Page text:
||Schofield Hall 218|
||Eau Claire, WI 54702-4004|
English Professor Speaks|
To World Diplomats
MAILED: April 28, 1998|
EAU CLAIRE -- University of Wisconsin-Eau Claire English professor Dr. Tess Onwueme considers the world her classroom. And she's recently done the traveling to prove it.
This semester, Onwueme has ventured to Sweden twice and Tanzania, Africa, once, attending and contributing to respective international cultural and literary conventions. One of those presentations involved giving a speech before some of the world's top diplomats from the United Nations Educational, Scientific and Cultural Organization.
During her first international engagement Feb. 19-21, Onwueme was invited to Uppsala, Sweden, to read from her forthcoming socio-political satire, "Why The Elephant Has No Butt." Her readings, presented in the National Cultural Center, focused on the North-South dichotomy - with special attention to the existing problems of global inequality between the privileged class and the underclass, and between the developed and underdeveloped countries.
On Feb. 23, she traveled to Tanzania to attend the African International Writers-Publishers Seminar 1998, held to promote better relationships between writers and publishers. The seminar was jointly sponsored and organized by the Dag Hammarskjold Foundation and the African Books Collective.
A month later, Onwueme was back in Sweden participating in an international roundtable on global culture. The seminar, "Visions of African Cultural Co-operation and Development," at which Onwueme spoke, was held in conjunction with the UNESCO conference on global cultural politics for the next millennium.
The event, which was aimed at encouraging United Nations members to integrate and promote cultural studies more seriously into their education systems, brought together more than 1,000 delegates and diplomats from around the world.
For Onwueme, speaking at this engagement was an enlightening experience.
"I was quite enthusiastic to share my views with this very prestigious gathering of intellectuals and global policy-makers on this subject that has become my life - cultural studies," she said. "It was truly a most gratifying experience, knowing that I had a voice ( a voice that was significant enough to engage such a world audience."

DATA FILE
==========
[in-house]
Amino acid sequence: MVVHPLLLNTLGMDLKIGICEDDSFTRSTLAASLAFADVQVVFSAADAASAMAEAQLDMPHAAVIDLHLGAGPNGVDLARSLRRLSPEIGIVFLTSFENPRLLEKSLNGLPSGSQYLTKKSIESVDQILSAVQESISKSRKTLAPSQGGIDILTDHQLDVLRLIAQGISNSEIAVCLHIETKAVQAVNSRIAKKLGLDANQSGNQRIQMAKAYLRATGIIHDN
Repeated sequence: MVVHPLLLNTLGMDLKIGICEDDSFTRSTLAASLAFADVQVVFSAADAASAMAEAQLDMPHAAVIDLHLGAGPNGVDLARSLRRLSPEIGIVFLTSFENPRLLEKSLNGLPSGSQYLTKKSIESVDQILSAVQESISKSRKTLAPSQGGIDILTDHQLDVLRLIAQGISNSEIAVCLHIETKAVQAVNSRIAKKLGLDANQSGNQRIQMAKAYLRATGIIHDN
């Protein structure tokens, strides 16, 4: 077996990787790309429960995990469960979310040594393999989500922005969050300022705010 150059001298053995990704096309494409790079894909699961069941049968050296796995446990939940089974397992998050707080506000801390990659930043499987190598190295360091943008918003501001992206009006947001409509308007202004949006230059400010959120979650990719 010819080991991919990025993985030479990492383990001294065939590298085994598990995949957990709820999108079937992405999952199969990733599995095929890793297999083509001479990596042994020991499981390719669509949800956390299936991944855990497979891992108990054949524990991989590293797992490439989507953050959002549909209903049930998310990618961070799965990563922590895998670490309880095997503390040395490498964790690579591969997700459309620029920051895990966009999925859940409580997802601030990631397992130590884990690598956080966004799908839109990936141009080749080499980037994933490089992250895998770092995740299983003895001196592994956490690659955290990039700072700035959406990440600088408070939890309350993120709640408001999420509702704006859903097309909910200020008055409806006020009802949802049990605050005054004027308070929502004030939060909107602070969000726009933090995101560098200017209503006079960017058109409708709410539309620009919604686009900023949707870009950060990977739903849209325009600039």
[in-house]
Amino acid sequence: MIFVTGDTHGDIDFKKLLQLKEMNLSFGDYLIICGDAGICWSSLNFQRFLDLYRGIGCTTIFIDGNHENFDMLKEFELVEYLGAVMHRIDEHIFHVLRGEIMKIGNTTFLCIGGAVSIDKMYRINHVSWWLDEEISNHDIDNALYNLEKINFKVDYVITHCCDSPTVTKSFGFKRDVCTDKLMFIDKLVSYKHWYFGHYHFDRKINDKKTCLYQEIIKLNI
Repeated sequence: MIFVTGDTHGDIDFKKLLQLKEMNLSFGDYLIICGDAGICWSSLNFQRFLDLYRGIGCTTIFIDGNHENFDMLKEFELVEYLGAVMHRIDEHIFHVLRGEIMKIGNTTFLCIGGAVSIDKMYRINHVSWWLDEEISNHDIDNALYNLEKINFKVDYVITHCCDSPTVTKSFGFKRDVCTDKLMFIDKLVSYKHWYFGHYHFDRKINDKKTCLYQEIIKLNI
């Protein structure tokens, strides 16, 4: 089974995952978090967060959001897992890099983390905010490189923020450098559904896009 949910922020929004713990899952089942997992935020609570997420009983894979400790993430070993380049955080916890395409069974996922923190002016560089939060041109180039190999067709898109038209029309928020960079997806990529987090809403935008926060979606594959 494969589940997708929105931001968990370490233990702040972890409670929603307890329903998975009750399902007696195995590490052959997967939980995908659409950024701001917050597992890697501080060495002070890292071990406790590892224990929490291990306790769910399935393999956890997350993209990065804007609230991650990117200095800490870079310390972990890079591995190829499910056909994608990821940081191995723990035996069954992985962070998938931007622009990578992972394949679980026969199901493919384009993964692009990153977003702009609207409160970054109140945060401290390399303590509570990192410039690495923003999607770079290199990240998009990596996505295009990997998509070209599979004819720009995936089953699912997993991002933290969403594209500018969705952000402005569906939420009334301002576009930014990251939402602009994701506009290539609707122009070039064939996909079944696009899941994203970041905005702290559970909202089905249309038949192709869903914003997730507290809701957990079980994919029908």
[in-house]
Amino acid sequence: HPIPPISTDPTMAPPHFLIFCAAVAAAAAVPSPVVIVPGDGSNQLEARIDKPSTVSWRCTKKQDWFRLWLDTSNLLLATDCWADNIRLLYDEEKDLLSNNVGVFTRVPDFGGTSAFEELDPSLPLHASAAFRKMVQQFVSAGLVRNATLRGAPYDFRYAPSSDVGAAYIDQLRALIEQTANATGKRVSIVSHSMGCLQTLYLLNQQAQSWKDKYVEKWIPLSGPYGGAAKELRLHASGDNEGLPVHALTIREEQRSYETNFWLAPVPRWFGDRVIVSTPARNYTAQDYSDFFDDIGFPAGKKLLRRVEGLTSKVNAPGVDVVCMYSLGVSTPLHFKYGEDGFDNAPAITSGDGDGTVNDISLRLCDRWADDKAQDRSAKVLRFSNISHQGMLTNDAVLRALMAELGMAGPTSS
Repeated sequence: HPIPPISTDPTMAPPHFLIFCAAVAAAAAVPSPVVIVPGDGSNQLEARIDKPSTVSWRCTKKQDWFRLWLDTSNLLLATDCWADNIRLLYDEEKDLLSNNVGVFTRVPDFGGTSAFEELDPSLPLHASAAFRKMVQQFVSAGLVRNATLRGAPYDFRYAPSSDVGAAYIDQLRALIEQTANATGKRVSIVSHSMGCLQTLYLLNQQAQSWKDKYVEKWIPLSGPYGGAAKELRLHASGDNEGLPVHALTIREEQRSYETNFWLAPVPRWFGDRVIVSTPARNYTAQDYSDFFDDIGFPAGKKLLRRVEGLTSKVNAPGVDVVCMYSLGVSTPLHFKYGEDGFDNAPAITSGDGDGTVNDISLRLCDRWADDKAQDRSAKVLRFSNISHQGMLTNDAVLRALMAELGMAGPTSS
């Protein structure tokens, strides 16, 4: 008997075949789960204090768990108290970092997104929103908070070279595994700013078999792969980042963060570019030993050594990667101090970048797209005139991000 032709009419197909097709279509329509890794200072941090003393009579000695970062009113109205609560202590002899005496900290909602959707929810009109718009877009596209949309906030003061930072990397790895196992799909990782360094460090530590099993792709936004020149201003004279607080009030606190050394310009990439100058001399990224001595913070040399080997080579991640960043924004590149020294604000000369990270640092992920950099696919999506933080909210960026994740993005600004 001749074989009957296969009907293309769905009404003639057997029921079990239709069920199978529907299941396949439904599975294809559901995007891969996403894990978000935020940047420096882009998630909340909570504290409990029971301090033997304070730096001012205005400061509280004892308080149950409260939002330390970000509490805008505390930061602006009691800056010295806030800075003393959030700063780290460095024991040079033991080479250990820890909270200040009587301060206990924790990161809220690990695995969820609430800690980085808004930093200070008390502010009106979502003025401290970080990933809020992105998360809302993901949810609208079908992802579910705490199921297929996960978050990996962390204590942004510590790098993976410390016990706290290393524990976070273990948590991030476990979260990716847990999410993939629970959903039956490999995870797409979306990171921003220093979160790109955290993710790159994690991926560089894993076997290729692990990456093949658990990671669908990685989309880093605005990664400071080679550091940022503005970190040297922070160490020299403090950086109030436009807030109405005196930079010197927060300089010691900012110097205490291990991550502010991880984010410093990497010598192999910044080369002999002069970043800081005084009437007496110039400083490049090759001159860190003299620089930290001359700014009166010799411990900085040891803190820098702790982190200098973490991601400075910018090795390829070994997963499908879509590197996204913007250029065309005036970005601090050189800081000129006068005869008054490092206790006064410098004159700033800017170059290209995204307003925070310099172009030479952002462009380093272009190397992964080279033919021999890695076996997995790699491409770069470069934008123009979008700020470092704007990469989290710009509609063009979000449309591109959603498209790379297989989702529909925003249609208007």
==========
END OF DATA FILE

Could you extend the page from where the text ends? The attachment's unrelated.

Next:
Her speech, titled "Ubuntu 2000: Knowing and Connecting From Self to the Other for the Next Millennium," focused on the subject of global cultural interconnectedness. Onwueme explained that because the word "Ubuntu," which derives from a South African proverb, "I am because you are," has been the guiding principle of her life as a cultural nationalist, writer, teacher and scholar, this provided her with an auspicious forum and international dialogue on the prospects, possibilities and limitations of cultural studies.
"The goal of Ubuntu 2000 is to have all international cultural ambassadors from around the world actively engage their different regions in the quest for global interconnectedness by the turn of the century," she said. "As a geo-political movement, Ubuntu 2000 has been set up to promote cultural studies as a vital aspect of knowledge, particularly for the education and socialization of the youth."
Onwueme said she has very much enjoyed the engagements she has been part of this semester, because it's given her a chance to not only be a teacher of society, but also to be a student of society.
"Much as I'm regarded as a professor at UW-Eau Claire, I see the whole world as a classroom," she said. "Whether I'm teaching here or sharing my work and writings elsewhere, I'm constantly learning all the time."
Janice B. Wisner
UW-Eau Claire News Bureau
Updated: April 28, 1998